He settled himself comfortably in his seat, and carefully put the helmet on, pulling it down firmly until it was properly seated. For a moment, he could see nothing.
Then his hand moved up and, with a flick of the wrist, lifted the visor. Ahead of him, in serried array, with lances erect and pennons flying, was the forward part of the column. Far ahead, he knew, were the Knights Templars, who had taken the advance. Behind the Templars rode the mailed knights of Brittany and Anjou. These were followed by King Guy of Jerusalem and the host of Poitou.
He himself, Sir Robert de Bouain, was riding with the Norman and English troops, just behind the men of Poitou. Sir Robert turned slightly in his saddle. To his right, he could see the brilliant red-and-gold banner of the lion-hearted Richard of England--_gules, in pale three lions passant guardant or_. Behind the standard-bearer, his great war horse moving with a steady, measured pace, his coronet of gold on his steel helm gleaming in the glaring desert sun, the lions of England on his firm-held shield, was the King himself.
Further behind, the Knights Hospitallers protected the rear, guarding the column of the hosts of Christendom from harassment by the Bedouins.
“By our Lady!” came a voice from his left. “Three days out from Acre, and the accursed Saracens still elude us.”
Sir Robert de Bouain twisted again in his saddle to look at the knight riding alongside him. Sir Gaeton de l’Arc-Tombé sat tall and straight in his saddle, his visor up, his blue eyes narrowed against the glare of the sun.
Sir Robert’s lips formed a smile. “They are not far off, Sir Gaeton. They have been following us. As we march parallel to the seacoast, so they have been marching with us in those hills to the east.”
“Like the jackals they are,” said Sir Gaeton. “They assail us from the rear, and they set up traps in our path ahead. Our spies tell us that the Turks lie ahead of us in countless numbers. And yet, they fear to face us in open battle.”
“Is it fear, or are they merely gathering their forces?”
“Both,” said Sir Gaeton flatly. “They fear us, else they would not dally to amass so fearsome a force. If, as our informers tell us, there are uncounted Turks to the fore, and if, as we are aware, our rear is being dogged by the Bedouin and the black horsemen of Egypt, it would seem that Saladin has at hand more than enough to overcome us, were they all truly Christian knights.”
“Give them time. We must wait for their attack, sir knight. It were foolhardy to attempt to seek them in their own hills, and yet they must stop us. They will attack before we reach Jerusalem, fear not.”
“We of Gascony fear no heathen Musselman,” Sir Gaeton growled. “It’s this Hellish heat that is driving me mad.” He pointed toward the eastern hills. “The sun is yet low, and already the heat is unbearable.”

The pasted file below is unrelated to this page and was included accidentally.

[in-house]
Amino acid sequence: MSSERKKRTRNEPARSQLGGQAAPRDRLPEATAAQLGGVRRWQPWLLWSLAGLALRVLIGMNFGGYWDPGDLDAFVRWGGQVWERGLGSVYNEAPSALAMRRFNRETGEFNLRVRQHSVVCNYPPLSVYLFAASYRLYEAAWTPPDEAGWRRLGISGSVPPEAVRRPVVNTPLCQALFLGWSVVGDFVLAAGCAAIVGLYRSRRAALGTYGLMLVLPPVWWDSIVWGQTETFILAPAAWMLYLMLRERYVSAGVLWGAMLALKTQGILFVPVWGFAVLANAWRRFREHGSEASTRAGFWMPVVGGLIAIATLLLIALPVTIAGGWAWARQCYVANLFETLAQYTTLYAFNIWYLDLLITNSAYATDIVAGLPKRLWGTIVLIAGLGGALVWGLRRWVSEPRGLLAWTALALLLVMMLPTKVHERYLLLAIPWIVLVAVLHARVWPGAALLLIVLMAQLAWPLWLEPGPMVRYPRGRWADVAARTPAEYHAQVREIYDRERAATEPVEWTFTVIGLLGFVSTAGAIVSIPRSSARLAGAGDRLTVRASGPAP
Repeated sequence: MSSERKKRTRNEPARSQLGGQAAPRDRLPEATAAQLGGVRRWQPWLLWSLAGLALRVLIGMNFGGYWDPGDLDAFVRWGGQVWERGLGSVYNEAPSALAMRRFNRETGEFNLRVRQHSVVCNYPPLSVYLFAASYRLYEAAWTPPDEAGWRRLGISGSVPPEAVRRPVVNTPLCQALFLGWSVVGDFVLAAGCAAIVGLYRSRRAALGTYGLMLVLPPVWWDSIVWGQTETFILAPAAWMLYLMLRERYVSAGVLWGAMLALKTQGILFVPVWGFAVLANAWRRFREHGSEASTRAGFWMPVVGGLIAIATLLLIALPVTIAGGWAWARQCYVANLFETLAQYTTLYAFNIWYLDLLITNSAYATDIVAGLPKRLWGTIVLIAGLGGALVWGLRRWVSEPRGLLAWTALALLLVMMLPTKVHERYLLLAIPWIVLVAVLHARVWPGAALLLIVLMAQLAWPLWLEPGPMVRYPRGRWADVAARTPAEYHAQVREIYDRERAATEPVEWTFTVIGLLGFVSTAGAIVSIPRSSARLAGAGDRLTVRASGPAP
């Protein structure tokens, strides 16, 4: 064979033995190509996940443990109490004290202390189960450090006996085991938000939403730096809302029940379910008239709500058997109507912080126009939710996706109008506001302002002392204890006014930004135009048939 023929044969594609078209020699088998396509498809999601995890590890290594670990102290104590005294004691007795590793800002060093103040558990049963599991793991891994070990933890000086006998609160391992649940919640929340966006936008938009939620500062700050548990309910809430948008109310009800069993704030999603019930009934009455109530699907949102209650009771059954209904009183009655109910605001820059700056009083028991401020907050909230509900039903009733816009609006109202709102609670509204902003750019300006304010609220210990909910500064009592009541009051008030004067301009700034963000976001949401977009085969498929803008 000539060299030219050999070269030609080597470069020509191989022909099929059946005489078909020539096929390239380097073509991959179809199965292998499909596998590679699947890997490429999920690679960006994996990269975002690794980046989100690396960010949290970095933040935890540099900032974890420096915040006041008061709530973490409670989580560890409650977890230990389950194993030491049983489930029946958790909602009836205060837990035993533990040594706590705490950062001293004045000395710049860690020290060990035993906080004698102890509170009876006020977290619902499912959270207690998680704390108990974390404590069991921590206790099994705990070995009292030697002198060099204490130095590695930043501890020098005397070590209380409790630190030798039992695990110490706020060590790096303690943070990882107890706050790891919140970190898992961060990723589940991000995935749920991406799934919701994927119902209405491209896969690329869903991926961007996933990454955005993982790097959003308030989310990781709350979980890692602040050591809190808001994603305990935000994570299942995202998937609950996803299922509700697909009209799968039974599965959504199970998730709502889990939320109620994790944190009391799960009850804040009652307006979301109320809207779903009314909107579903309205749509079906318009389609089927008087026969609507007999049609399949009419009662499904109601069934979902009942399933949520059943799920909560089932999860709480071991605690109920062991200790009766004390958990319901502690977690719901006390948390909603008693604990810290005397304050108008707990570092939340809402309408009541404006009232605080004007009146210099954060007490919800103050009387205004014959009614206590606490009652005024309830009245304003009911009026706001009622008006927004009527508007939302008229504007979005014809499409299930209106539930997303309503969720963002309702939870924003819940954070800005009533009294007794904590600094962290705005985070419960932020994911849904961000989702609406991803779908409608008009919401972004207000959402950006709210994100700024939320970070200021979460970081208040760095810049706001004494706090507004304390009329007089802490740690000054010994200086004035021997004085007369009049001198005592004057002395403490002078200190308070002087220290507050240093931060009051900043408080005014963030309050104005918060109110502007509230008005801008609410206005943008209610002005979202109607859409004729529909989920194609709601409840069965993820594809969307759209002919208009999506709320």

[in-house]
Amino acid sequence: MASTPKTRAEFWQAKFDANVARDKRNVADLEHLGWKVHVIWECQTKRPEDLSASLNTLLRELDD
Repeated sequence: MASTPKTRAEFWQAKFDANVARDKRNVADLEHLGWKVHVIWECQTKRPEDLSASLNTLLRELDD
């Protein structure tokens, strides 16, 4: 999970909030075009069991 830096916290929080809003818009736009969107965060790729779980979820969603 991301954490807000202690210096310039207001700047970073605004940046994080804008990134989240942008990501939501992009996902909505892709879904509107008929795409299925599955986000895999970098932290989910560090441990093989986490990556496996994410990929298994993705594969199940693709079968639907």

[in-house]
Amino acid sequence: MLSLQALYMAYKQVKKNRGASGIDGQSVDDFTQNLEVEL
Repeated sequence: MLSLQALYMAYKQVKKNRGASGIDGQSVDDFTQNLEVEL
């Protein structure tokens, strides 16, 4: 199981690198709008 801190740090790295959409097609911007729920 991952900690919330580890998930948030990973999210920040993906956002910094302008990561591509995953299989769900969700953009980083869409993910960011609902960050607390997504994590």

Sir Robert heard his own laugh echo hollowly within his helmet. “Perhaps ‘twere better to be mad when the assault comes. Madmen fight better than men of cooler blood.” He knew that the others were baking inside their heavy armor, although he himself was not too uncomfortable.
Sir Gaeton looked at him with a smile that held both irony and respect. “In truth, sir knight, it is apparent that you fear neither men nor heat. Nor is your own blood too cool. True, I ride with your Normans and your English and your King Richard of the Lion’s Heart, but I am a Gascon, and have sworn no fealty to him. But to side with the Duke of Burgundy against King Richard--” He gave a short, barking laugh. “I fear no man,” he went on, “but if I had to fear one, it would be Richard of England.”
Sir Robert’s voice came like a sword: steely, flat, cold, and sharp. “My lord the King spoke in haste. He has reason to be bitter against Philip of France, as do we all. Philip has deserted the field. He has returned to France in haste, leaving the rest of us to fight the Saracen for the Holy Land leaving only the contingent of his vassal the Duke of Burgundy to remain with us.”
“Richard of England has never been on the best of terms with Philip Augustus,” said Sir Gaeton.
“No, and with good cause. But he allowed his anger against Philip to color his judgment when he spoke harshly against the Duke of Burgundy. The Duke is no coward, and Richard Plantagenet well knows it. As I said, he spoke in haste.”
“And you intervened,” said Sir Gaeton.
“It was my duty.” Sir Robert’s voice was stubborn. “Could we have permitted a quarrel to develop between the two finest knights and warleaders in Christendom at this crucial point? The desertion of Philip of France has cost us dearly. Could we permit the desertion of Burgundy, too?”
“You did what must be done in honor,” the Gascon conceded, “but you have not gained the love of Richard by doing so.”